I’d say the stronger argument against frictionless markets in general and HFT specifically is that it’s social benefit is small relative to its private profits. If you consider the actual purpose of the financial markets, to allocate capital efficiently, a good metric is the total amount of dollars you add to your portfolio’s return. HFT firms earn high profits relative to this because their low risk and high returns allow them to basically need no outside capital. 100% of the trading PnL beats the standard hedge fund 2/20 or the long-only <1% management.

...The real cost of decreasing market friction is that it makes these high return, low risk, low capacity strategies feasible and directs investing resources and talent away from more constructive pursuits.

Hmmm, yes, I agree, this is a pretty abstract (if enormously profitable) game that many of our best and brightest are involved in. It does seem bizarre that we tolerate a market infrastructure that allows HFT players to extract such high profits so reliably, while paying rather little back and while tying up so many clever people on something essentially useless. If HFT profits were taxed at, say, 75%, then I would feel a lot better about it. But they aren’t, and probably it is politically much easier to change markets so that HFT profits are lower than to impose sufficient taxes and/or capital requirements to bring them into line. (There’s a idea: a capital requirement proportional not to your risk position but to the number of trades you do… I like it…)

In any event, though, it is clearly worth asking the question ‘what are the costs and benefits of HFT?’. It’s complicated, with a significant amount of evidence on both sides, but consideration of the sheer profitability of HFT must weigh large in any answer.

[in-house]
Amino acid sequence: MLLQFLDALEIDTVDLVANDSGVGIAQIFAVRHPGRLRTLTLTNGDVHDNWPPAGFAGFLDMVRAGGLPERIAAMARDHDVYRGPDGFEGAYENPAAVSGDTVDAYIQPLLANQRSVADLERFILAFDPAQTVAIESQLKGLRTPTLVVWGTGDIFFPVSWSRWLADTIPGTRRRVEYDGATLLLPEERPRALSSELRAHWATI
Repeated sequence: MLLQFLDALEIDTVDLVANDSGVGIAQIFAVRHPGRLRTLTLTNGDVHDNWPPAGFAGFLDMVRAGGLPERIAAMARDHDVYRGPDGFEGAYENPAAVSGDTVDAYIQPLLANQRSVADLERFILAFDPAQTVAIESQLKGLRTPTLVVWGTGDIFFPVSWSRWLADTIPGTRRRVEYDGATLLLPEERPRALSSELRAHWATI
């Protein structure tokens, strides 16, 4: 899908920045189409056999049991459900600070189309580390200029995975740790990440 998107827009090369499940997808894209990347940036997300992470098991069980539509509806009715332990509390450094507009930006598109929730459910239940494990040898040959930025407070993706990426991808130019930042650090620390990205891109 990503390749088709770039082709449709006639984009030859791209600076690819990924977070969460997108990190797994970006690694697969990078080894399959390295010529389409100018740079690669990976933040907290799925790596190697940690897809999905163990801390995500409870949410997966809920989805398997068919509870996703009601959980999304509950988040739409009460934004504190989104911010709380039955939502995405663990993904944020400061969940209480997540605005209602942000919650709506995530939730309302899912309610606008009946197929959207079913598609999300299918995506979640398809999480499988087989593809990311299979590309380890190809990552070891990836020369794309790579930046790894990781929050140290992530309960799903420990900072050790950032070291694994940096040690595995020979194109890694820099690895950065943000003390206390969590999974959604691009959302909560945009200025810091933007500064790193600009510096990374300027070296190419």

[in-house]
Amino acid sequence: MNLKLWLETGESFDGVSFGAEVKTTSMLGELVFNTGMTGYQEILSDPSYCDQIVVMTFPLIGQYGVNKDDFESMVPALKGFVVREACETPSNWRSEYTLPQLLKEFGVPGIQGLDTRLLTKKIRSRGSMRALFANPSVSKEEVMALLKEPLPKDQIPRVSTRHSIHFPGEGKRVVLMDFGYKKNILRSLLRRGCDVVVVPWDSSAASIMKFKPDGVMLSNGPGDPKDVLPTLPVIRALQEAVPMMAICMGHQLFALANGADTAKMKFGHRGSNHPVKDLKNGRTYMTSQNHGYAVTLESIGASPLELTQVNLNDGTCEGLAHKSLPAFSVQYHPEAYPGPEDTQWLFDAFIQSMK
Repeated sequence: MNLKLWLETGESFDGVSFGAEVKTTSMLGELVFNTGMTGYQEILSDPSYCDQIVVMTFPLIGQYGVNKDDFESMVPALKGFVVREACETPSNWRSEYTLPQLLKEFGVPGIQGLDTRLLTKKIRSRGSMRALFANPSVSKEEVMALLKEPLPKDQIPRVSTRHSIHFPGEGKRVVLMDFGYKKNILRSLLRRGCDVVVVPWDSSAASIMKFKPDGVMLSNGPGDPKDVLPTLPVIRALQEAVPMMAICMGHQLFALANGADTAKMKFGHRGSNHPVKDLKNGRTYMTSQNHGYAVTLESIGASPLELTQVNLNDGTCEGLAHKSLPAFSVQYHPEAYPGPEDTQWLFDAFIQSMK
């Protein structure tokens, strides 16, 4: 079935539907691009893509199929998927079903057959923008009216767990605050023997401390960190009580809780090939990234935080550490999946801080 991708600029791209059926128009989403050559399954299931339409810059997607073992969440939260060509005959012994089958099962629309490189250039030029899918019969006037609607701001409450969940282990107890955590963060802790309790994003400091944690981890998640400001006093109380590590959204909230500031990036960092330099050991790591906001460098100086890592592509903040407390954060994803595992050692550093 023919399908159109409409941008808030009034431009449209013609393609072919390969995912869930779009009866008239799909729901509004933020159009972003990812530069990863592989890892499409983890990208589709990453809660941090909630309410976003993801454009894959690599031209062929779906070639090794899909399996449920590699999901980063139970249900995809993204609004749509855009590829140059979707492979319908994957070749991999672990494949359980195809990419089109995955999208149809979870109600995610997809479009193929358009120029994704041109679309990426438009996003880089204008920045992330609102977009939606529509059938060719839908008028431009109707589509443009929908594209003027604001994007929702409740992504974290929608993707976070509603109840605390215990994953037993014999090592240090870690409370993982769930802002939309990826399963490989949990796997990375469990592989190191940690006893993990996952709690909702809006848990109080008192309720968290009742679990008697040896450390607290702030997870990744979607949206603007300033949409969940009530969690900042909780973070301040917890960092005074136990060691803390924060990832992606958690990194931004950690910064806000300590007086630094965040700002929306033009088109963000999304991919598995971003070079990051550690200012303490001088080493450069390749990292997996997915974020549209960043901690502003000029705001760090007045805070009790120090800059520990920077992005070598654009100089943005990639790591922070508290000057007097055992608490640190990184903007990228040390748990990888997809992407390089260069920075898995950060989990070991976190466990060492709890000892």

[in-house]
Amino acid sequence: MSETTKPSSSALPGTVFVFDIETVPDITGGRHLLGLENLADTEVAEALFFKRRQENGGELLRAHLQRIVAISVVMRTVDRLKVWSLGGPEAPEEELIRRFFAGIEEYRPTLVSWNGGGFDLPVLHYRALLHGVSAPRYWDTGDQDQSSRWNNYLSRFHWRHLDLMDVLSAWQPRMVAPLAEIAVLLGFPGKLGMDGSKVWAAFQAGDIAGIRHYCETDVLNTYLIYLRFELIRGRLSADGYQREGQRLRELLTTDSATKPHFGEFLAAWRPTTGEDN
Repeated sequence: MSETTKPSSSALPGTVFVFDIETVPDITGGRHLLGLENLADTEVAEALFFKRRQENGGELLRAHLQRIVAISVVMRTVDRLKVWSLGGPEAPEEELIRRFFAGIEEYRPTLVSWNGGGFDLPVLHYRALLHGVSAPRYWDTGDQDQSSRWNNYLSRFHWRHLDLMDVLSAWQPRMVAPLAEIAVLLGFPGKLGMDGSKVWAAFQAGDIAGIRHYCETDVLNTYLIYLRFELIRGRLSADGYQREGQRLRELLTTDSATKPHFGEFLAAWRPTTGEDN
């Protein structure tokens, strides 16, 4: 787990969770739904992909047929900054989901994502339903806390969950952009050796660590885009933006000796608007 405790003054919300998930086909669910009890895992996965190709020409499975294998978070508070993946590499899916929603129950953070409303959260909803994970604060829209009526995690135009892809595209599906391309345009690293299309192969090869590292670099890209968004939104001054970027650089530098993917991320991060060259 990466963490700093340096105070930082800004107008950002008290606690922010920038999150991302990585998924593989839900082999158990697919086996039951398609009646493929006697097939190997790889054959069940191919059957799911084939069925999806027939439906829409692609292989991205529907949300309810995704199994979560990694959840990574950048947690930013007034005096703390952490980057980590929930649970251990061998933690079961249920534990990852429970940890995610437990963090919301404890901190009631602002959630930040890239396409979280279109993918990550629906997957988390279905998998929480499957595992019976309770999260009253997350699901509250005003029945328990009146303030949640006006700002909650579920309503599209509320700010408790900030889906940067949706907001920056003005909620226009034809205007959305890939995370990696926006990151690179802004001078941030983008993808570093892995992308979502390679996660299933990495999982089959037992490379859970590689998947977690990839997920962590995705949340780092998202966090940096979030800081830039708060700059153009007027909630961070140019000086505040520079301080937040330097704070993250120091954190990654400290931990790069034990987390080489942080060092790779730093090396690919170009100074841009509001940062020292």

Slippery when wet: arbitrage channels and market efficiency June 24, 2011 at 6:13 am

How much frictional cost do you want in a market?

Just enough, obviously.

The question and answer were brought to mind by a recent speak by Myron Scholes reported in Risk magazine. He warns:

“If you restrict or require more capital of banks, what will happen is that they have to wait until the deviations [in price] get larger before they intermediate, because they have to make a return on the capital they are employing,” he said. “As intermediary services stop, markets then become more chaotic.”

Scholes is right. The all-in cost of a trade depends on its capital usage. If banks have to hold more capital, fewer trades are profitable after the cost of capital is included, so fewer trades happen. Thus markets are less well arbitraged and hence less efficient (unless other players step in, at least).

If frictional costs are very low then you get a huge amount of trading – as in HFT – and that in itself is destabilizing. But if they are too high, you get inefficiency. I would love to see some academic work on where the sweet spot is.